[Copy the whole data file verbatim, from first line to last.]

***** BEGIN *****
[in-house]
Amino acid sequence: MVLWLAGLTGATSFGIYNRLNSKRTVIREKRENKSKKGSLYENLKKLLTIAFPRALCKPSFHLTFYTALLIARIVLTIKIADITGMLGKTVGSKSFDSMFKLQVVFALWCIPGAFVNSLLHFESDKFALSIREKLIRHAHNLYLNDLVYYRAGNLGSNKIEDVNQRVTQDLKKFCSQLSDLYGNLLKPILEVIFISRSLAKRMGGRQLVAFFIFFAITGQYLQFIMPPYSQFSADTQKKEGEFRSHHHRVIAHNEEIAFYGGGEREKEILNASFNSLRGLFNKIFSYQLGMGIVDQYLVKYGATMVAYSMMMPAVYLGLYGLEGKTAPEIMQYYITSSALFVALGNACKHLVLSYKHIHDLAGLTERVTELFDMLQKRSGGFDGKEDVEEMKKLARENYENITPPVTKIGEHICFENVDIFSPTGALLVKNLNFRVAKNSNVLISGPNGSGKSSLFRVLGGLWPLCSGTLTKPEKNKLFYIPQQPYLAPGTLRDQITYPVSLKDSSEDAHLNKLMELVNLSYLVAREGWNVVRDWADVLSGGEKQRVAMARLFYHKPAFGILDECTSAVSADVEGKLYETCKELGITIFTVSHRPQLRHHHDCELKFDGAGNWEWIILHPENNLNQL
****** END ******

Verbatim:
[in-house]
Amino acid sequence: MVLWLAGLTGATSFGIYNRLNSKRTVIREKRENKSKKGSLYENLKKLLTIAFPRALCKPSFHLTFYTALLIARIVLTIKIADITGMLGKTVGSKSFDSMFKLQVVFALWCIPGAFVNSLLHFESDKFALSIREKLIRHAHNLYLNDLVYYRAGNLGSNKIEDVNQRVTQDLKKFCSQLSDLYGNLLKPILEVIFISRSLAKRMGGRQLVAFFIFFAITGQYLQFIMPPYSQFSADTQKKEGEFRSHHHRVIAHNEEIAFYGGGEREKEILNASFNSLRGLFNKIFSYQLGMGIVDQYLVKYGATMVAYSMMMPAVYLGLYGLEGKTAPEIMQYYITSSALFVALGNACKHLVLSYKHIHDLAGLTERVTELFDMLQKRSGGFDGKEDVEEMKKLARENYENITPPVTKIGEHICFENVDIFSPTGALLVKNLNFRVAKNSNVLISGPNGSGKSSLFRVLGGLWPLCSGTLTKPEKNKLFYIPQQPYLAPGTLRDQITYPVSLKDSSEDAHLNKLMELVNLSYLVAREGWNVVRDWADVLSGGEKQRVAMARLFYHKPAFGILDECTSAVSADVEGKLYETCKELGITIFTVSHRPQLRHHHDCELKFDGAGNWEWIILHPENNLNQL